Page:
Integration is key to MG savings

Last week MG Rover told Computer Weekly it believes it can cut £14m a year from its 2000 IT budget of about £30m, without...

Last week MG Rover told Computer Weekly it believes it can cut £14m a year from its 2000 IT budget of about £30m, without reducing service to the business.

The major cost savings will come from integrating numerous legacy systems into a Compaq, Windows 2000, Oracle and IFS ERP environment.

The key goals of the changes being made to MG Rover's IT are to smooth the flows of information between the company and its supply chain partners and to integrate information in the production process for the 200,000 cars it makes every year.

The central challenge is to sequence thousands of parts - from entire body panels down to individual trim parts - to arrive at the right place at the right time on the company's production lines at its Longbridge plant in Birmingham.

This has been made much easier by the ongoing integration of MG Rover's legacy IT into a unified environment. A myriad of inherited systems, including IBM mainframes, Dec Vax, HP3000, HP9000 and Compaq/NT, are being migrated to IFS-based ERP software and new hardware. Software and networking equipment and support is also being rationalised.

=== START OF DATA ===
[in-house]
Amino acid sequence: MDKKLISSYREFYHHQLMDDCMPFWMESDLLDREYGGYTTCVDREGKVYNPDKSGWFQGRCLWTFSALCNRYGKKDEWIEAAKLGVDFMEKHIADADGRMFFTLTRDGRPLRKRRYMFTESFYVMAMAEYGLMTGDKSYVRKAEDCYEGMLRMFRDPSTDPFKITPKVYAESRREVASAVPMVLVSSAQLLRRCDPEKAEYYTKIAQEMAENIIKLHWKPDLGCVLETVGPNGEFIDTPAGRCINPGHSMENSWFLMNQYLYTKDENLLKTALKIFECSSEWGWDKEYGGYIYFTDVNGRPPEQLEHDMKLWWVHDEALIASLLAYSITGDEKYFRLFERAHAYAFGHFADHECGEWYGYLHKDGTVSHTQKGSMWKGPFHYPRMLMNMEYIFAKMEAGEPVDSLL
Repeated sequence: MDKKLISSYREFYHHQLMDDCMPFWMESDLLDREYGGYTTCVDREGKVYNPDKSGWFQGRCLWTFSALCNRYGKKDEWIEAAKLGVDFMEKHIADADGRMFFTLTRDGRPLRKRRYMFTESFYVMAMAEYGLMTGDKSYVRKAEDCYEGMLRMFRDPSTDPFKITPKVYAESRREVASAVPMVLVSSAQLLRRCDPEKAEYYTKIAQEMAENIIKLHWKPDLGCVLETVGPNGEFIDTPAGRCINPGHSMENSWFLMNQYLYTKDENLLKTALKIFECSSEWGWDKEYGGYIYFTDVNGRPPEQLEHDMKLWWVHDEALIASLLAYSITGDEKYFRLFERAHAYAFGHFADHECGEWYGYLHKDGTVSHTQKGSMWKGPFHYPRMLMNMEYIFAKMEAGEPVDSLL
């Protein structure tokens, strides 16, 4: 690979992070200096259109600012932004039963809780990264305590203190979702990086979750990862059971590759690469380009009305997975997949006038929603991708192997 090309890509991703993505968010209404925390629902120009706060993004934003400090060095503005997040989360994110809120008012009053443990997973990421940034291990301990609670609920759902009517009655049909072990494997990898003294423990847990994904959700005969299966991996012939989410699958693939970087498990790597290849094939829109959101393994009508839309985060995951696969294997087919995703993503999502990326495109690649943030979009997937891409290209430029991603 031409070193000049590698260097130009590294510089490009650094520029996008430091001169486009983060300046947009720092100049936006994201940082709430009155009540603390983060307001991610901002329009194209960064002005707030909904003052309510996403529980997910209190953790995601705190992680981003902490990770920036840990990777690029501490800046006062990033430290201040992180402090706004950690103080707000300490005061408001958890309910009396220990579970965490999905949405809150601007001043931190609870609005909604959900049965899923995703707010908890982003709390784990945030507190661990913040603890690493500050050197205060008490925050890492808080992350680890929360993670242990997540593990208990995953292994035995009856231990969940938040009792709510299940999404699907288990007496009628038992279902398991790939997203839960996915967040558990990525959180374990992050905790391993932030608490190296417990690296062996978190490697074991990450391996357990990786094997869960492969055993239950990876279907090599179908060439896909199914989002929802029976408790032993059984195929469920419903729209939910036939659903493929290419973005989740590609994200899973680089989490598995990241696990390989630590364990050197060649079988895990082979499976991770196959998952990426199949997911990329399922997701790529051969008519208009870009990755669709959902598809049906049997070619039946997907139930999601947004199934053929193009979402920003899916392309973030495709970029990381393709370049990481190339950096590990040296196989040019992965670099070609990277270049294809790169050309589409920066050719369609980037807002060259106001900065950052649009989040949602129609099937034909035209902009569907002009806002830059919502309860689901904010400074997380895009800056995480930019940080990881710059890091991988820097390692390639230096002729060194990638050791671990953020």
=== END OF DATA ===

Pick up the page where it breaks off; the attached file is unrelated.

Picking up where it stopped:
This will enable MG Rover to plan its supply chain more effectively and streamline web and EDI links to 650 suppliers.

Peter Vetch, MG Rover's IS and e-business director, said, "When we know what we have to make, we run a planning schedule from which we derive forecast requirements and day-by-day call offs for suppliers."

At the same time, information guiding the production of individual vehicles is fed to the production line and the data needed to trace parts is fed back into the IFS ERP system.

This benefits the business through greater efficiency and quality management, according to business systems manager Steve Walton. "The way we schedule parts from production suppliers to track side reduces the space we need for warehousing, and internal logistics become more manageable," he said.

Computer terminals along the production line optimise the manufacturing process and give production staff details of the work they are required to do on a car at any given stage in its manufacture.

Paint colour, engine variations and trim options can vary from one vehicle to another and the car must be matched up to its records in ERP modules as it makes its way through the production process. A wireless transceiver temporarily attached to the car allows the ERP system to track its progress and relay customisation options to the control units.

Walton said, "The control units we use at track side improve efficiency no end and enable us to build a much more varied number of derivatives and models on our production lines at any one time."

Staff can alert the system if there are any problems with the car's quality via the terminals. This information is fed back into the ERP system, which prevents the car being sold until the issue has been resolved.

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